2017 ORS 656.310¹
Presumption concerning notice of injury and self-inflicted injuries
  • reports as evidence

(1) In any proceeding for the enforcement of a claim for compensation under this chapter, there is a rebuttable presumption that:

(a) Sufficient notice of injury was given and timely filed; and

(b) The injury was not occasioned by the willful intention of the injured worker to commit self-injury or suicide.

(2) The contents of medical, surgical and hospital reports presented by claimants for compensation shall constitute prima facie evidence as to the matter contained therein; so, also, shall such reports presented by the insurer or self-insured employer, provided that the doctor rendering medical and surgical reports consents to submit to cross-examination. This subsection shall also apply to medical or surgical reports from any treating or examining doctor who is not a resident of Oregon, provided that the claimant, self-insured employer or the insurer shall have a reasonable time, but no less than 30 days after receipt of notice that the report will be offered in evidence at a hearing, to cross-examine such doctor by deposition or by written interrogatories to be settled by the Administrative Law Judge. [1965 c.285 §40; 1969 c.447 §1; 1981 c.854 §21]

Notes of Decisions

Report by out-of-state physician is not admissible unless physician is “treating or examining doctor.” Downey v. Halvorson-Mason, 20 Or App 593, 532 P2d 807 (1975), Sup Ct review denied

Where first insurer offered written medical reports and sec­ond insurer made arrange­ments for doctor to appear at hearing for cross-examina­tion, first insurer was responsible for paying fees and expenses incident to doctor’s appearance as witness. Hanna v. McGrew Bros. Sawmill, 44 Or App 189, 605 P2d 724 (1980), modified 45 Or App 757, 609 P2d 422 (1980)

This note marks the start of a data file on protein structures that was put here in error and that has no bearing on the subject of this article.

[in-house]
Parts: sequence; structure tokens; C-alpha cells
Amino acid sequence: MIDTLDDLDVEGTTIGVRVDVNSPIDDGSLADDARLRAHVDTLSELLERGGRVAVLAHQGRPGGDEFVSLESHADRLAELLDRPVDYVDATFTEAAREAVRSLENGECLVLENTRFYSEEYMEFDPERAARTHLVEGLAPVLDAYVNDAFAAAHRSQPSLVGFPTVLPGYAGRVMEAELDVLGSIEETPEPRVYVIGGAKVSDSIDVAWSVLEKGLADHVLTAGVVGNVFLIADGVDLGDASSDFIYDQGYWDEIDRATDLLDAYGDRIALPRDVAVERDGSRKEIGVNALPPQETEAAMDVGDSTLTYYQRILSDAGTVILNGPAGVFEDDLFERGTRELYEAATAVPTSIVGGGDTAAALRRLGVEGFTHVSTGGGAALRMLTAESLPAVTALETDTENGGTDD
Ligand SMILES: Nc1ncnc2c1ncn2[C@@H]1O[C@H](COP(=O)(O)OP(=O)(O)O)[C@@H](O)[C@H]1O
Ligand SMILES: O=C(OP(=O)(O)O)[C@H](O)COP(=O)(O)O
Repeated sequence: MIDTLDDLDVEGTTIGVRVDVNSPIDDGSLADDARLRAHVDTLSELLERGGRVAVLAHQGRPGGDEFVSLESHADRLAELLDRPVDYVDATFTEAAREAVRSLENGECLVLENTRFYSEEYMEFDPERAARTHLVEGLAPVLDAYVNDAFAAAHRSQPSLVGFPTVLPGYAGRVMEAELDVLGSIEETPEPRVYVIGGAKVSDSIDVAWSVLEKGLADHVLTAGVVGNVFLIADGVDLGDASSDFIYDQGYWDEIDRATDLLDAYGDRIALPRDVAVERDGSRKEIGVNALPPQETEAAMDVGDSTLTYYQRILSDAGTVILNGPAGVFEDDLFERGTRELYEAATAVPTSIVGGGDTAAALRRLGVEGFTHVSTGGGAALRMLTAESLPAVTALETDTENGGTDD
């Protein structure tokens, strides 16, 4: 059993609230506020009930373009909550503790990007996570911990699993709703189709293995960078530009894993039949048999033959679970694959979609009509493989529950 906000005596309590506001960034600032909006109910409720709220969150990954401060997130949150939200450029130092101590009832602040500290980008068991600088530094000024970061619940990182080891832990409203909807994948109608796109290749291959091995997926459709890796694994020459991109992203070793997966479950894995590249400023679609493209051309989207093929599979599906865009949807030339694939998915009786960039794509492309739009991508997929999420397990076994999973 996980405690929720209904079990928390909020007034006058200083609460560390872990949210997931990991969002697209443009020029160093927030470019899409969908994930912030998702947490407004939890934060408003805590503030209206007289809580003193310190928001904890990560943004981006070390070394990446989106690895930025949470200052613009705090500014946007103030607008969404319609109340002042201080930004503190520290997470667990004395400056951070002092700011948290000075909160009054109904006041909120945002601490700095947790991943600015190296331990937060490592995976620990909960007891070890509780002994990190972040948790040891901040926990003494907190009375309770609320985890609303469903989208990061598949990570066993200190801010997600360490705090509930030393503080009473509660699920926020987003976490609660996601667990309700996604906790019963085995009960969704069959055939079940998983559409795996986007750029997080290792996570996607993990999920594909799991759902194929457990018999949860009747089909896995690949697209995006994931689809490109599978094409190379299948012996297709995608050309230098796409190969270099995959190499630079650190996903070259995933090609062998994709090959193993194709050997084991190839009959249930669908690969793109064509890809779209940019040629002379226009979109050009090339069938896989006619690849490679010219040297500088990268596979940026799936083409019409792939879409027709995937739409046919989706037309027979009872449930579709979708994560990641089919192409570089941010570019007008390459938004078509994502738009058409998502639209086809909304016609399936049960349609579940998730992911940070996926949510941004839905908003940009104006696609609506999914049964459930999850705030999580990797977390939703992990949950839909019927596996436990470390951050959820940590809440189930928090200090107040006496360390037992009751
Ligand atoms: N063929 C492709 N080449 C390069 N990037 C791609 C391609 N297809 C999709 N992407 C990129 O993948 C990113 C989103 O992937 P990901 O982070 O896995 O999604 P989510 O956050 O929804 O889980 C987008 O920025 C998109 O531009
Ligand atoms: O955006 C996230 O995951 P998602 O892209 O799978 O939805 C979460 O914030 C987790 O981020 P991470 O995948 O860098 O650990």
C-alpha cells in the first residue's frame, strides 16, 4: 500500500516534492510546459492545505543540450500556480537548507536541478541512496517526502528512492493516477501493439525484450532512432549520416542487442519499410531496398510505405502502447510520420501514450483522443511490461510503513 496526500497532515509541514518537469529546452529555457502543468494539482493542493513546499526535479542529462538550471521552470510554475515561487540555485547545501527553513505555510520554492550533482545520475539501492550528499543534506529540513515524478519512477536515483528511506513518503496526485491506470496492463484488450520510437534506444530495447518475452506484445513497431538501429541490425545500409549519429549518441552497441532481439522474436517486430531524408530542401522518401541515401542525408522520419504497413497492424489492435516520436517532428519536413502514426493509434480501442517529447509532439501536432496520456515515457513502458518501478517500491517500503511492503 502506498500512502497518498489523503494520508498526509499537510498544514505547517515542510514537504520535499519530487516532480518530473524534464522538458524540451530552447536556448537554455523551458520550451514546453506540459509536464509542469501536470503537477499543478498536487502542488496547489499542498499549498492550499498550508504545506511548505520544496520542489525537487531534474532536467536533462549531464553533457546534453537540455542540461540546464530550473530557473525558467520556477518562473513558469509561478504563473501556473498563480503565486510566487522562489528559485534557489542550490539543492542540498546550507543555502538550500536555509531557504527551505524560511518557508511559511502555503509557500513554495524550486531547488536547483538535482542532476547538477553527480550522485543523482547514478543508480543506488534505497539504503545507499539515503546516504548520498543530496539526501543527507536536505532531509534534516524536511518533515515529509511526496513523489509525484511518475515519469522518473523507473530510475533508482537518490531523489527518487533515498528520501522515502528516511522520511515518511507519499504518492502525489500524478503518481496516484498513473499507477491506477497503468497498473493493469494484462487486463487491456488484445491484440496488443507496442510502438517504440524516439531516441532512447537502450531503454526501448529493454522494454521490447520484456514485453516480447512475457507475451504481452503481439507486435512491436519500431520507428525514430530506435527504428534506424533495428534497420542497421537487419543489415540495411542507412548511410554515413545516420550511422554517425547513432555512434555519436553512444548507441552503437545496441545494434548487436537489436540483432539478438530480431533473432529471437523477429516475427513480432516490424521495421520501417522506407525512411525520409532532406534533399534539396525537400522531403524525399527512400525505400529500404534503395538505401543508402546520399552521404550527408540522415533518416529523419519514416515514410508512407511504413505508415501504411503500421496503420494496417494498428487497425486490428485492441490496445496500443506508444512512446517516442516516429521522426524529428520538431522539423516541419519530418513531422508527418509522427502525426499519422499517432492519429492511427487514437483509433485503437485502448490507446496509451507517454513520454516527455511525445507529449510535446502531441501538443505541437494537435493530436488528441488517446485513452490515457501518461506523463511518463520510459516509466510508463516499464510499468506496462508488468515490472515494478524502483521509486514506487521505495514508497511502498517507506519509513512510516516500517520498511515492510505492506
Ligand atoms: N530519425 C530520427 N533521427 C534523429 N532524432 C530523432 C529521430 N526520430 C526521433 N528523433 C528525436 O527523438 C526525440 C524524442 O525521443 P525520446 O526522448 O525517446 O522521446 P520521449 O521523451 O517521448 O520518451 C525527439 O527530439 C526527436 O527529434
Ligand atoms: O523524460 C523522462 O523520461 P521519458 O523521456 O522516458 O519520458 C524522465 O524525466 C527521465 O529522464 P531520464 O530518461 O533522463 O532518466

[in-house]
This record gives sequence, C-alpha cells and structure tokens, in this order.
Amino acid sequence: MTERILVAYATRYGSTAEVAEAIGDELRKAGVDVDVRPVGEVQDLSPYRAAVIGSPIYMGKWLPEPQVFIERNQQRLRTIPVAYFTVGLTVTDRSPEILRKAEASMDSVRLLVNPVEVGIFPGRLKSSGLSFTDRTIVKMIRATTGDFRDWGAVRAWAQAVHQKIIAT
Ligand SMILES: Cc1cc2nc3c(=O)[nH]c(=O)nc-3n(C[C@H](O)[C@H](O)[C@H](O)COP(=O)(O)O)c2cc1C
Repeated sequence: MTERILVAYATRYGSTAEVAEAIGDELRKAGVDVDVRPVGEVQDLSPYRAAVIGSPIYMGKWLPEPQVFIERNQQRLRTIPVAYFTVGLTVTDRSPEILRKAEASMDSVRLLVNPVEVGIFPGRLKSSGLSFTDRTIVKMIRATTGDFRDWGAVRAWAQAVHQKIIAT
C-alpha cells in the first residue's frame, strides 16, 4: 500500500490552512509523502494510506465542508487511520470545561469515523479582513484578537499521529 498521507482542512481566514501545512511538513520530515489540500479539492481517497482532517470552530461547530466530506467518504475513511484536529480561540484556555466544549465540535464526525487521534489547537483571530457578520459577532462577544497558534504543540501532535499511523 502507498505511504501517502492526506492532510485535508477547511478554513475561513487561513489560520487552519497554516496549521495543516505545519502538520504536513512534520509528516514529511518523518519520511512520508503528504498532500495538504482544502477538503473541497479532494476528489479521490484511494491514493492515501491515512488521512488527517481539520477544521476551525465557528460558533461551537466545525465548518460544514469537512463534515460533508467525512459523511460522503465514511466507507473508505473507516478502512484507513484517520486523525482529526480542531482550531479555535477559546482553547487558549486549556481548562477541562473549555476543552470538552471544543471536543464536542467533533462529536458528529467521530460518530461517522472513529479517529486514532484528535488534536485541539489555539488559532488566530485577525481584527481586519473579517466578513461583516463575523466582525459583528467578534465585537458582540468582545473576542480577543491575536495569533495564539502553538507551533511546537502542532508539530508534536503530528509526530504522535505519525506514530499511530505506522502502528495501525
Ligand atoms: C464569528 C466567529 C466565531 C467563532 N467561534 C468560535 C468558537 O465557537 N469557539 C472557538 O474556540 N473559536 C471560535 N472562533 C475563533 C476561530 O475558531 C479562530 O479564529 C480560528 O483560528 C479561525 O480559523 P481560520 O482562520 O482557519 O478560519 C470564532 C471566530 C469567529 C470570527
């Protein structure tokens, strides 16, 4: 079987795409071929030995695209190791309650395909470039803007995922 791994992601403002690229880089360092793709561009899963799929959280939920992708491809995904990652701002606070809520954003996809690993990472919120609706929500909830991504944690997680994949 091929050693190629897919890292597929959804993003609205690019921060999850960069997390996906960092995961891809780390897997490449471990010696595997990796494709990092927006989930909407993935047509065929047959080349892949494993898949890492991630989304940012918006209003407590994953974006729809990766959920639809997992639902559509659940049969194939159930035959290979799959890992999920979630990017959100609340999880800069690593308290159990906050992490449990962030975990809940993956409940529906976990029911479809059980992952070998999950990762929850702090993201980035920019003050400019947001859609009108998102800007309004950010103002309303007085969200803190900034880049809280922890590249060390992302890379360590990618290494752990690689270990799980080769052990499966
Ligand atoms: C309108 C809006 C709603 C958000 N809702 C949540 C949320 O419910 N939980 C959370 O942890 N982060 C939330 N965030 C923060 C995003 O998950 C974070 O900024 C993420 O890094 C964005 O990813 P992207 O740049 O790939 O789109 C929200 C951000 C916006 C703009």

Specific allowance of medical, surgical and hospital reports does not exclude introduc­tion of other types of reports. Stevens v. Champion Interna­tional, 44 Or App 587, 606 P2d 674 (1980)

State­ments in medical reports constitute prima facie evidence of medical matters only, not causa­tion issues. Zurita v. Canby Nursery, 115 Or App 330, 838 P2d 625 (1992), Sup Ct review denied

Law Review Cita­tions

55 OLR 432-445 (1976); 16 WLR 519 (1979); 22 WLR 559 (1986)

Chapter 656

Notes of Decisions

Party having af­firm­a­tive of any issue must prove it by preponderance of evidence unless legislature fixes some different quantum of proof. Hutcheson v. Weyerhaeuser Co., 288 Or 51, 602 P2d 268 (1979)

Amend­ments to existing statutes and enact­ment of addi­tional statutes by 1995 legisla­tion generally apply to pending cases and to orders still ap­pealable on June 7, 1995, effective date. Volk v. America West Air­lines, 135 Or App 565, 899 P2d 746 (1995), Sup Ct review denied

Amend­ments to existing statutes and enact­ment of addi­tional statutes by 1995 legisla­tion do not extend or shorten procedural time limita­tions with regard to ac­tions taken prior to June 7, 1995, effective date. Motel 6 v. McMasters, 135 Or App 583, 899 P2d 1212 (1995)

Atty. Gen. Opinions

Benefit unavailability for inmates engaged in prison work programs, (1996) Vol 48, p 134

Law Review Cita­tions

24 WLR 321, 341 (1988); 32 WLR 217 (1996)

1 Legislative Counsel Committee, CHAPTER 656—Workers’ Compensation, https://­www.­oregonlegislature.­gov/­bills_laws/­ors/­ors656.­html (2017) (last ac­cessed Mar. 30, 2018).
2 Legislative Counsel Committee, Annotations to the Oregon Revised Stat­utes, Cumulative Supplement - 2017, Chapter 656, https://­www.­oregonlegislature.­gov/­bills_laws/­ors/­ano656.­html (2017) (last ac­cessed Mar. 30, 2018).
3 OregonLaws.org assembles these lists by analyzing references between Sections. Each listed item refers back to the current Section in its own text. The result reveals relationships in the code that may not have otherwise been apparent.